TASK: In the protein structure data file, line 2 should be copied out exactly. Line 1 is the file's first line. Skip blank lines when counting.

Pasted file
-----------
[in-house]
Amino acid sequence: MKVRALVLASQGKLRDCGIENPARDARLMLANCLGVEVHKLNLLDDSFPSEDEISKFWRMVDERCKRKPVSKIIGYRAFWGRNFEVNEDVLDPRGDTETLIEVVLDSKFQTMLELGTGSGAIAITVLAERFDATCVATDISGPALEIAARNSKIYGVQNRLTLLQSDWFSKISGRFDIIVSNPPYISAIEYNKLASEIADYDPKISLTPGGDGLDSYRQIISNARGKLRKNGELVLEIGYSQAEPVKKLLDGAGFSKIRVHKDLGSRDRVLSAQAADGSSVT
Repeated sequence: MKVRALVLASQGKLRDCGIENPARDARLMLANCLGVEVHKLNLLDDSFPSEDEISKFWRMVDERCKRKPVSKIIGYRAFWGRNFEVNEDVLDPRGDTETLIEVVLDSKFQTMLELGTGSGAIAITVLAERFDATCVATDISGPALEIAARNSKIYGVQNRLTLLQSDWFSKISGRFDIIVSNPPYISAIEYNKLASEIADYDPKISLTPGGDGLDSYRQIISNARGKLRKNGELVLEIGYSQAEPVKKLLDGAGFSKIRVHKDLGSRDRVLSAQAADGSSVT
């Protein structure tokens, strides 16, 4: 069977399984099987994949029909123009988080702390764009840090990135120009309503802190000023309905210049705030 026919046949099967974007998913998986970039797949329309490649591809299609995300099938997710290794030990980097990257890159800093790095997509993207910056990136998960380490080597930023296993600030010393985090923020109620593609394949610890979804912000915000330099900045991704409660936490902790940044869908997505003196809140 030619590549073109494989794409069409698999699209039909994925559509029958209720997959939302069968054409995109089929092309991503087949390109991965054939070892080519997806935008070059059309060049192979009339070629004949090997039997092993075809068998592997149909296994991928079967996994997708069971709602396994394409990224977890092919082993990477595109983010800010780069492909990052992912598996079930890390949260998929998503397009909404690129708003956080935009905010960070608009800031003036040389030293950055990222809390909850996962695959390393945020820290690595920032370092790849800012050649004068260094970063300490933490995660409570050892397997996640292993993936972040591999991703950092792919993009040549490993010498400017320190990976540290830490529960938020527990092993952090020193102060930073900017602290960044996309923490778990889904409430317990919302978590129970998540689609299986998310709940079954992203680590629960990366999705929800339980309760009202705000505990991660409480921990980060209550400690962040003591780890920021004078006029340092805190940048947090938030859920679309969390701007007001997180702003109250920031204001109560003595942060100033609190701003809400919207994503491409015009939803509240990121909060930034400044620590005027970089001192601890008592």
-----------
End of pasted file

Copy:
Amino acid sequence: MKVRALVLASQGKLRDCGIENPARDARLMLANCLGVEVHKLNLLDDSFPSEDEISKFWRMVDERCKRKPVSKIIGYRAFWGRNFEVNEDVLDPRGDTETLIEVVLDSKFQTMLELGTGSGAIAITVLAERFDATCVATDISGPALEIAARNSKIYGVQNRLTLLQSDWFSKISGRFDIIVSNPPYISAIEYNKLASEIADYDPKISLTPGGDGLDSYRQIISNARGKLRKNGELVLEIGYSQAEPVKKLLDGAGFSKIRVHKDLGSRDRVLSAQAADGSSVT